by Sandy Griffis, Executive Director, Yavapai County Contractors Association
Readers of our column know me all too well and that it is my belief there is much to love about the construction industry. It is difficult for me to stop gushing about construction.
We all know the labor market is a serious concern, and the U.S. unemployment rate decreased to 3.5% in September 2019 from 3.7% in the previous month. The last time the rate was this low was in December 1969, when it also was 3.5%, according to the U.S. Bureau of Labor Statistics.
We have never seen numbers like this, and with the labor market being so tight many of our local contractors are having staffing issues and worry about finding workers.
Not only are construction companies faced with labor challenges, many manufacturers are having difficulties manufacturing products such as pavers, pipes, windows, doors and the list goes on, so the slowdown goes down the line.
There seem to be bottlenecks everywhere one looks, so the industry and everyone connected is “crotchety” and “cantankerous,” as they say, because work and projects cannot be churned out fast enough.
The construction industry is booming and experts expect growth to continue. The Bureau of Labor Statistics projects the construction industry to be one of the fastest-growing industries well into 2020 and beyond.
As a solution to the workforce challenge, YCCA is taking on education through our “boot camp.” YCCA on a grassroots level is ensuring that the next generation of high school students is interested in the construction industry.
Allan Crary of Haley Construction, YCCA’s 2019 past board president, said, “We need to introduce young men and women to this exciting field early and give them exposure to construction projects of all types.”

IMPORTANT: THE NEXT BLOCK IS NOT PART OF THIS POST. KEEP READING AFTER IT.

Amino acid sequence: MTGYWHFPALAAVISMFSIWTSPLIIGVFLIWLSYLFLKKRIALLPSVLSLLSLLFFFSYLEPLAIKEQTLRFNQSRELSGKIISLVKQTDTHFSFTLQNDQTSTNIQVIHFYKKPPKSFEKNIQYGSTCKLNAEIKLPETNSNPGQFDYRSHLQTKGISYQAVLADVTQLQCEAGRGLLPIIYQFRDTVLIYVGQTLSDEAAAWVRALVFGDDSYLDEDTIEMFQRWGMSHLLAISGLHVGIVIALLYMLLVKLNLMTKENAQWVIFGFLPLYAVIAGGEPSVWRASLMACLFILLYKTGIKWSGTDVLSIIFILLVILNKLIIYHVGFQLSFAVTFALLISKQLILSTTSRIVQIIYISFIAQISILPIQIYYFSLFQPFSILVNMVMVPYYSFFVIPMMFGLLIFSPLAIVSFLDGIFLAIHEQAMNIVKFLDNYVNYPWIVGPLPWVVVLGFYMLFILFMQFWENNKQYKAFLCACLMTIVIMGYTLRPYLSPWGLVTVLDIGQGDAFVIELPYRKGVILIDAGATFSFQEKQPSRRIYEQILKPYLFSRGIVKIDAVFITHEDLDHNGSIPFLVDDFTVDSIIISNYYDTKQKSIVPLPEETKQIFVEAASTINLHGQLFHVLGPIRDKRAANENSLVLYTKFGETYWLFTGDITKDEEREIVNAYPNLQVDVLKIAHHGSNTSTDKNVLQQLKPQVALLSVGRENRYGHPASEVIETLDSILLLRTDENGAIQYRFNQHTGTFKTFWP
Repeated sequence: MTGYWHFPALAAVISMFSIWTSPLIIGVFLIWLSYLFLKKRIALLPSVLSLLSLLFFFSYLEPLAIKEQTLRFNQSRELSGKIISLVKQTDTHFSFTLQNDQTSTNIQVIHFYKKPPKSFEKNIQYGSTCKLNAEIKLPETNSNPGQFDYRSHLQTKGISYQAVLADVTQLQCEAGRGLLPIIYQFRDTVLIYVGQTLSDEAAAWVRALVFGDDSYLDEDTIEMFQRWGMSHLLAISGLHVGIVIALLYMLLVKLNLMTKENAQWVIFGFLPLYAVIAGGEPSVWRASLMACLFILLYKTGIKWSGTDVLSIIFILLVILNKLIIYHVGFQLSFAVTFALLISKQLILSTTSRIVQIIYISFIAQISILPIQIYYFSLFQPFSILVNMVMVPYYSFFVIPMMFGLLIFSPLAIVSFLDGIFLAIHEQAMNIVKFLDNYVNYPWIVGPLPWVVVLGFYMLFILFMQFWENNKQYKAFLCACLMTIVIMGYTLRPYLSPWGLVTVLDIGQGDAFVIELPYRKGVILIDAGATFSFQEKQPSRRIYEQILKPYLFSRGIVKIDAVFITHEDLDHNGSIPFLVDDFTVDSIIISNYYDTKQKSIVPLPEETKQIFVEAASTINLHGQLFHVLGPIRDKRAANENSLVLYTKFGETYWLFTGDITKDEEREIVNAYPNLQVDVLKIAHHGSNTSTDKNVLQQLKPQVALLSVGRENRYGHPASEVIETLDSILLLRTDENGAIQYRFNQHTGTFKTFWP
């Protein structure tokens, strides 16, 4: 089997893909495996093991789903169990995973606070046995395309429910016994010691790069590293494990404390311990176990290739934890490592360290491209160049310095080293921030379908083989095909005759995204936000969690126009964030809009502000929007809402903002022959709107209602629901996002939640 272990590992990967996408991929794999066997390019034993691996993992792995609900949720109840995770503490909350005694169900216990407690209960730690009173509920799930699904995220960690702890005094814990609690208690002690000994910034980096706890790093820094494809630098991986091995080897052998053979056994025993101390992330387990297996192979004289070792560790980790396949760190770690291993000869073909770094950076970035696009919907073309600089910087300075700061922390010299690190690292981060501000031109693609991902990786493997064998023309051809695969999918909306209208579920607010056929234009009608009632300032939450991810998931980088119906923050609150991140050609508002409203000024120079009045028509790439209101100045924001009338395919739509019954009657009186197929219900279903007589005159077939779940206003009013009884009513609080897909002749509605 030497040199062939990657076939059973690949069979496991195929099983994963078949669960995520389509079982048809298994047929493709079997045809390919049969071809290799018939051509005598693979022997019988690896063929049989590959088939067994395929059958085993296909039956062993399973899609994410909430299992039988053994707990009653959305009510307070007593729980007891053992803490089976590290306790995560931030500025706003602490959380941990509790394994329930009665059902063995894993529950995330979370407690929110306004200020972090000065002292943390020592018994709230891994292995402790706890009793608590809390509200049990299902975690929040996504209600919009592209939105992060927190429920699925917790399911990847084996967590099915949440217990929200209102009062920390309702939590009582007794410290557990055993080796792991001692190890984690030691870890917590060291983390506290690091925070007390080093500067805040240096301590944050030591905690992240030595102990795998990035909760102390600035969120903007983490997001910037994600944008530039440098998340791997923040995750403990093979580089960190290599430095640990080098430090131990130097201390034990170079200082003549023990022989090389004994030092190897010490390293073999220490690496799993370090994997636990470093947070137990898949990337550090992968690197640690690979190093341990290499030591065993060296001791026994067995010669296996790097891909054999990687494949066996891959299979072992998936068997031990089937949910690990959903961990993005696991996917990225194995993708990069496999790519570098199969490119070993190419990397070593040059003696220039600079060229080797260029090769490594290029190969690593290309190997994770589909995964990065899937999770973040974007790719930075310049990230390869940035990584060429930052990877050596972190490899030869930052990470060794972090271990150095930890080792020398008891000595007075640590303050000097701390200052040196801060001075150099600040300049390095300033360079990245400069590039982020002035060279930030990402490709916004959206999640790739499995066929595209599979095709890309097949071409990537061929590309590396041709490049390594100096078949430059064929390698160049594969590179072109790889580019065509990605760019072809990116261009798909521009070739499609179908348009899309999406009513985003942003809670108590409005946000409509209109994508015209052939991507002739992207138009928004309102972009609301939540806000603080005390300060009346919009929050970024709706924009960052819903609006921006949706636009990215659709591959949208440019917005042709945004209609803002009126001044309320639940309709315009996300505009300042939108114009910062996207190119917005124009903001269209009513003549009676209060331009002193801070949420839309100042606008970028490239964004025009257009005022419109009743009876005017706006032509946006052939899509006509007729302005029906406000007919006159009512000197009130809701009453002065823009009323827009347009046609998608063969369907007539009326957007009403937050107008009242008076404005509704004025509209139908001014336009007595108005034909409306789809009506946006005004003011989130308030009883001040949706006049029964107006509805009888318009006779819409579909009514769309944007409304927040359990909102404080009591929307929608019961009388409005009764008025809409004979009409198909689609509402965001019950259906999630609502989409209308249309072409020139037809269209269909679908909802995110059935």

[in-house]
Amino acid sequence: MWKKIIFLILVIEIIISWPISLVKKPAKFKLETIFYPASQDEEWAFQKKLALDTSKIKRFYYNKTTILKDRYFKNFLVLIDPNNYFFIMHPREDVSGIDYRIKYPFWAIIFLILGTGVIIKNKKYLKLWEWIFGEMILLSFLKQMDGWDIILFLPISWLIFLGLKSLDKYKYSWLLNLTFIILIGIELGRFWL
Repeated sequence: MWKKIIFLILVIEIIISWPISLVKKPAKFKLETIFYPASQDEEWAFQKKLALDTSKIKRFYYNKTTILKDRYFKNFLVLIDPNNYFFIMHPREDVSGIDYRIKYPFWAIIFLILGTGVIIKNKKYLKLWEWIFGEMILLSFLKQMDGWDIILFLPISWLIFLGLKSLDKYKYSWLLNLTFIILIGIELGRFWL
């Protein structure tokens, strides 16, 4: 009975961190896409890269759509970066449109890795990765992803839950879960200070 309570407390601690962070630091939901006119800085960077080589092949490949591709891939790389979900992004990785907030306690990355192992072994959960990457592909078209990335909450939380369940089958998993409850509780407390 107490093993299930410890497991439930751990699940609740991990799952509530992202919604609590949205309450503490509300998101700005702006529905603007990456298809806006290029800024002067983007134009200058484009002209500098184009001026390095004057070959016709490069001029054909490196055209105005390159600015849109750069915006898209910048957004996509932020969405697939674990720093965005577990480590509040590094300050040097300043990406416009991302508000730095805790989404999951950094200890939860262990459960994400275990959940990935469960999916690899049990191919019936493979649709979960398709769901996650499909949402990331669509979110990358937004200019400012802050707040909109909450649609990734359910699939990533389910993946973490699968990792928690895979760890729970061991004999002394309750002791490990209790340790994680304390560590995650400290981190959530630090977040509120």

Brian Bombardieri of B’s Contractors, the YCCA 2020 board president, agreed and said, “We need to continually train our workforce on the latest technology and safety techniques. Education of the construction workforce can never stop, and it is a mission of YCCA to continue the interest for our young adults.”
The U.S. population is expected to grow from 321.2 million to 338 million by 2025, according to the U.S. Census Bureau. This increase results in a rise of residential housing and more than likely schools, hospitals, infrastructure and everything else associated with population growth.
Commercial construction will also continue to grow. With more consumer spending and governmental investment in tourism, office buildings and retail space, commercial construction businesses will reap the rewards.
Shortages of available, qualified construction workers will continue to become more severe in most parts of the country as demand for new projects grows. These shortages are prompting many firms to increase pay and benefits to retain and recruit from a relatively small pool of labor, which is good news for workers.
However, rising construction costs, longer completion times and fewer choices between contractors all pose significant risks to homebuyers and renters, private nonresidential developments, and infrastructure and public building projects.
Solving the chronic workforce shortages will require active support from all levels of government, construction companies and organizations like YCCA.
That is why we are so proud of our YCCA Workforce Bootcamp, growing workers from within our community. YCCA developed and established this in-house training program, and what a success it was. The intent is to counter the misconceptions that have stigmatized construction careers, despite the fact the pay is substantially better than in many other industries.
YCCA now has in place a second boot camp; a black-and-white training program to place young adults in an industry where there is growth.